October 25th, 2016

Handing off marketing leads to the sales department

overhead view of co-workers sitting around desk with computers exchanging notes

You have leads. What should you do with them?

One of the classic stumbling blocks in many marketing campaigns comes when the marketing department hands off their marketing leads to the sales department. It’s easy for the marketing team to present their triumphant report about how many leads they generated, and then walk away without properly transferring key information. That information could include:

  • What stage the lead has reached in the sales pipeline
  • What level of awareness the lead has of the company or product
  • How marketing acquired the lead in the first place

When the sales department doesn’t have this info, they risk approaching the lead in the wrong manner. Then, if they lose that lead and fail to close a sale, both departments begin playing the blame game. How can you hand off marketing leads to the sales department smoothly and with minimal loss of critical information?

Agree on marketing and sales objectives.

First and foremost, Marketing and Sales should get together to understand what objectives they want to achieve, and how they plan to accomplish them. Marketing could come up with an excellent plan for nurturing leads via an email newsletter. But if that newsletter has no way of converting leads to sales prospects, it won’t do Sales any good. Similarly, Sales might find they’re struggling to close a particular type of client—they’d like to stop targeting that persona, and try a different one. Marketing needs to know that information in order to adjust their strategy effectively.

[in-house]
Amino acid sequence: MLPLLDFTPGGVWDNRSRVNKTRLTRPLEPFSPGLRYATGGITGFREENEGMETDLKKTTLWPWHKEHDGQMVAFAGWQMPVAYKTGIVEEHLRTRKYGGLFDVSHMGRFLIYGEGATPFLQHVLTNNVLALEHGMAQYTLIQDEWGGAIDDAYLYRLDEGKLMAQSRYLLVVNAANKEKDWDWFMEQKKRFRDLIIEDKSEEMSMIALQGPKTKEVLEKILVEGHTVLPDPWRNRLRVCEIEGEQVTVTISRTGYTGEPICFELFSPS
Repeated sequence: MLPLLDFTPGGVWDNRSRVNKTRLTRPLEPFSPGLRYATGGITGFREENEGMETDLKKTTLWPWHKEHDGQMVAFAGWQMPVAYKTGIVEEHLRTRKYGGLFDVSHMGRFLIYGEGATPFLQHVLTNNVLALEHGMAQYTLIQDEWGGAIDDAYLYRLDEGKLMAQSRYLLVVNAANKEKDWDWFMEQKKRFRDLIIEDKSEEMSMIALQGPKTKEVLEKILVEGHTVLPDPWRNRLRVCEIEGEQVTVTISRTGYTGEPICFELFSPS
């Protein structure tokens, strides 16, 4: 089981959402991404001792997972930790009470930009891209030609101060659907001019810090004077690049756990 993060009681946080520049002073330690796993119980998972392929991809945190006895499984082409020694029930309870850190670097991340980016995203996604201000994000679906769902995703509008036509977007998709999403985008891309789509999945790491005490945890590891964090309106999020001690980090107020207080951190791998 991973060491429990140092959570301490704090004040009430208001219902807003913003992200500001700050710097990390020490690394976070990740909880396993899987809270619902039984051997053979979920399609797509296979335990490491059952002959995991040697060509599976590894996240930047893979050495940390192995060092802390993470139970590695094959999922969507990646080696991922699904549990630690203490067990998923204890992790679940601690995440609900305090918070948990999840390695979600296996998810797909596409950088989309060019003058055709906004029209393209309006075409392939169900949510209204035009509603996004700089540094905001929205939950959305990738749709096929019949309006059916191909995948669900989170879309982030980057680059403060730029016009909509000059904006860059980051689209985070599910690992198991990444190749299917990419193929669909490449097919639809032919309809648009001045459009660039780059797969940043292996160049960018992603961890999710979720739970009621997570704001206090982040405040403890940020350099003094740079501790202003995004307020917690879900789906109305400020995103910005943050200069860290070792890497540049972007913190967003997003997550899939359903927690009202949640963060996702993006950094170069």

In short, this is about communication. In order for both teams to do their jobs effectively, they need to talk to each other about their needs. This will help them function more efficiently, and also build respect between departments.

Keep roles and responsibilities clear.

Depending on the size of your company, you may not need a strict delineation. If you’re very small, you may even have some team members who work on both teams. Or you may have large enough teams in both Marketing and Sales that you assign some members to be the official liaisons. But either way, some territory clearly belongs to one group rather than another.

Sales isn’t trying to attract new leads, they’re trying to close the ones Marketing brings in. Similarly, Marketing isn’t trying to close sales so much as measure how interested a lead might be in your company’s products or services. Why is this distinction important?

Because the sales department focuses on closing, they tend to be more direct. They want to be able to address pain points, speak to the prospect’s needs, and get a yes or no answer as to whether or not that prospect is going to buy. This mission-oriented attitude fits in the world of sales. But it can feel aggressive to early-stage leads who are still browsing their options.

On the other hand, if marketers over-focus on attracting, then they can fall into the trap of always nurturing and never closing. If Sales needs to step back from a lead until Marketing gives the go-ahead, then Marketing also has to know how to identify when a lead is ready to transfer to Sales. This is where your handoff process comes into play.